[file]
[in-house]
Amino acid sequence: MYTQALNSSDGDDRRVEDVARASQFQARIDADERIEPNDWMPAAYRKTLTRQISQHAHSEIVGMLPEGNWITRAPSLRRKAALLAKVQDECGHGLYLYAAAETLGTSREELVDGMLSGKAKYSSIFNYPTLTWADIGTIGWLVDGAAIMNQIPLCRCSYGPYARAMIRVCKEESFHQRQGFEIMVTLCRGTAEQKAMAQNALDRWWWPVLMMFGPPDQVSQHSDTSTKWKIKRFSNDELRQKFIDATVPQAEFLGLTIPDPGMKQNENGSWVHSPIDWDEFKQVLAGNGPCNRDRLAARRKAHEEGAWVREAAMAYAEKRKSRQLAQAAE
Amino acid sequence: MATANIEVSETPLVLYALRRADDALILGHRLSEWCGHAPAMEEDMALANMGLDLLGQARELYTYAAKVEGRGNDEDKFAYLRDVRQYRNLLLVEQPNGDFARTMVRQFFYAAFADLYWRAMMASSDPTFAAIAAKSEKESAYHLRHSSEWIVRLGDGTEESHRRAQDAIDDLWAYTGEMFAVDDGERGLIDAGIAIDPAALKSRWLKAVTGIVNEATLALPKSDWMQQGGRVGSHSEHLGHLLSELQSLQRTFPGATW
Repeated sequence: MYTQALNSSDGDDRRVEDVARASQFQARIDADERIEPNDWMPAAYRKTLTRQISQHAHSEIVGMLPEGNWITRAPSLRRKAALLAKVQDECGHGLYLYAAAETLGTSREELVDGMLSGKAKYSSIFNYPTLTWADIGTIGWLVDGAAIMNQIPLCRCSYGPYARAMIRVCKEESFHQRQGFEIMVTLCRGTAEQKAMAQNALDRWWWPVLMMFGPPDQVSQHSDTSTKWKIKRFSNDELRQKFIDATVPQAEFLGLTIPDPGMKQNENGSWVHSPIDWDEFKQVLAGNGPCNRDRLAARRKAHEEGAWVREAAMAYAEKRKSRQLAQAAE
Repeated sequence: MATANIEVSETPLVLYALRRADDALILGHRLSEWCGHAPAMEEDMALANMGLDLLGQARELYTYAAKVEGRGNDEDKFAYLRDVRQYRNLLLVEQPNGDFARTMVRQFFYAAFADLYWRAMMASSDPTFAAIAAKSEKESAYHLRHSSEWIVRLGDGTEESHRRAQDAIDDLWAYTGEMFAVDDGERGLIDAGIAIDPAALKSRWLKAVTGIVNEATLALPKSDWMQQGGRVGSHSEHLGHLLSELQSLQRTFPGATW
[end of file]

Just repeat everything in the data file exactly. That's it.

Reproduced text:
[in-house]
Amino acid sequence: MYTQALNSSDGDDRRVEDVARASQFQARIDADERIEPNDWMPAAYRKTLTRQISQHAHSEIVGMLPEGNWITRAPSLRRKAALLAKVQDECGHGLYLYAAAETLGTSREELVDGMLSGKAKYSSIFNYPTLTWADIGTIGWLVDGAAIMNQIPLCRCSYGPYARAMIRVCKEESFHQRQGFEIMVTLCRGTAEQKAMAQNALDRWWWPVLMMFGPPDQVSQHSDTSTKWKIKRFSNDELRQKFIDATVPQAEFLGLTIPDPGMKQNENGSWVHSPIDWDEFKQVLAGNGPCNRDRLAARRKAHEEGAWVREAAMAYAEKRKSRQLAQAAE
Amino acid sequence: MATANIEVSETPLVLYALRRADDALILGHRLSEWCGHAPAMEEDMALANMGLDLLGQARELYTYAAKVEGRGNDEDKFAYLRDVRQYRNLLLVEQPNGDFARTMVRQFFYAAFADLYWRAMMASSDPTFAAIAAKSEKESAYHLRHSSEWIVRLGDGTEESHRRAQDAIDDLWAYTGEMFAVDDGERGLIDAGIAIDPAALKSRWLKAVTGIVNEATLALPKSDWMQQGGRVGSHSEHLGHLLSELQSLQRTFPGATW
Repeated sequence: MYTQALNSSDGDDRRVEDVARASQFQARIDADERIEPNDWMPAAYRKTLTRQISQHAHSEIVGMLPEGNWITRAPSLRRKAALLAKVQDECGHGLYLYAAAETLGTSREELVDGMLSGKAKYSSIFNYPTLTWADIGTIGWLVDGAAIMNQIPLCRCSYGPYARAMIRVCKEESFHQRQGFEIMVTLCRGTAEQKAMAQNALDRWWWPVLMMFGPPDQVSQHSDTSTKWKIKRFSNDELRQKFIDATVPQAEFLGLTIPDPGMKQNENGSWVHSPIDWDEFKQVLAGNGPCNRDRLAARRKAHEEGAWVREAAMAYAEKRKSRQLAQAAE
Repeated sequence: MATANIEVSETPLVLYALRRADDALILGHRLSEWCGHAPAMEEDMALANMGLDLLGQARELYTYAAKVEGRGNDEDKFAYLRDVRQYRNLLLVEQPNGDFARTMVRQFFYAAFADLYWRAMMASSDPTFAAIAAKSEKESAYHLRHSSEWIVRLGDGTEESHRRAQDAIDDLWAYTGEMFAVDDGERGLIDAGIAIDPAALKSRWLKAVTGIVNEATLALPKSDWMQQGGRVGSHSEHLGHLLSELQSLQRTFPGATW